Claudio Monteverdi was a composer of sacred and secular music, the most important Italian composer during the transition from the Renaissance to baroque style. His operas are the first masterpieces in the genre. Monteverdi was born in Cremona and began his musical studies at the cathedral there. His composi­tional career began at an early age, and he published his first pieces, a collection of three-voice motets, at the age of fifteen. By 1591, when he went to Mantua to serve as a musician for the Gonzaga court, he had already published books of "spiritual madrigals" (1583), canzonettas (1584), and his first two books of madrigals (1587 and 1590). In Mantua he continued writing madrigals, and in 1607 he produced his first work in the new genre of opera, a setting of Orfeo. The next year he produced his second opera, L'Arianna (now lost), to celebrate the wedding of Francesco Gonzaga and Margaret of Savoy. Along with these works, he published three more books of madrigals. He was dismissed from his position, along with a number of other musicians, in 1612.
In 1613 Monteverdi was appointed maestro di cappella at St. Mark's Cathe­dral in Venice. At that time, the musical quality of the cathedral had diminished, and much of his energy was taken up in rebuilding it. He still had time, however, to fill commissions for dramatic music from the new duke of Mantua and sacred music for various religious organizations in Venice. During this time he also published his last four books of madrigals. He remained in Venice for the rest of his life, writing music in all genres, including his final opera, L'incoronazione di Poppea (1642).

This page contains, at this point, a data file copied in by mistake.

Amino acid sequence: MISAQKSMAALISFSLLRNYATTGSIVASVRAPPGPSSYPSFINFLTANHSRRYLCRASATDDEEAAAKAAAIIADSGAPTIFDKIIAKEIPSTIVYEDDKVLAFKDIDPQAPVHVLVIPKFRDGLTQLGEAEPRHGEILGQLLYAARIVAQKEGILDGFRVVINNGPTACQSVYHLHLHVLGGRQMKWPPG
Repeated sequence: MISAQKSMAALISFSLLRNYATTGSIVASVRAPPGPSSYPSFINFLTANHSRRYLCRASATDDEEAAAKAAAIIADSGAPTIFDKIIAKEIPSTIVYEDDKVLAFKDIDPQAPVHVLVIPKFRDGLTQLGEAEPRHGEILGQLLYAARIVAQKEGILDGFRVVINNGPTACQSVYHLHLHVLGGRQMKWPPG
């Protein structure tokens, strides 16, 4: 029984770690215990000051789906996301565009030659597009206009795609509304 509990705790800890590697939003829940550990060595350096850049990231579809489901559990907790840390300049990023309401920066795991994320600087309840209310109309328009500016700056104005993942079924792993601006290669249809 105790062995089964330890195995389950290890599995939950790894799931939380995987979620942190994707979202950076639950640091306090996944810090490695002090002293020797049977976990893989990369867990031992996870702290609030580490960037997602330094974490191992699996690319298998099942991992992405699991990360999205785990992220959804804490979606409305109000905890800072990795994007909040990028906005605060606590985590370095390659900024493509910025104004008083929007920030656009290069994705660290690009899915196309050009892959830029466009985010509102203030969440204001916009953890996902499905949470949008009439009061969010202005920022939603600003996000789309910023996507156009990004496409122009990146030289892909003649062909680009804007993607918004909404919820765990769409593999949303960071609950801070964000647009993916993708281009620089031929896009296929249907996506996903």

Monteverdi's role in the musical transition of his time is twofold. In his madrigals he wrote in a style that he called the seconda prattica, a description he used to separate himself from the more conservative tradition of Giovanni Pierluigi da Palestrina* and his contemporaries. Here, the meaning of the text controlled nearly every aspect of the musical setting. This often led to violations of the accepted rules, a fact that caused the theorist Giovanni Maria Artusi to excoriate Monteverdi and other "moderns." Far from willfully repudiating the rules, however, Monteverdi used these new techniques to create an enormous depth of meaning in his pieces. In doing so, he was following the path of an earlier generation led by Cipriano de Rore.*
At the same time, composers were beginning to abandon complex polyphony to concentrate on a simpler texture of voice and chordal accompaniment. This style, called monody, was cultivated in Florence but soon became the primary means of musical expression, especially in opera. Monteverdi made effective use of this style, and in his operas and other dramatic works he was able to go beyond simple text expression and to explore the psychological aspects of the characters he portrayed. Variety in harmony and the immediate expression of the single voice became impressively flexible tools for composers, and Monte­verdi exploited them to their fullest potential in his operas. Monteverdi was neither a revolutionary nor a pioneer. His place in musical history rests on his ability to realize fully the possibilities of musical expression.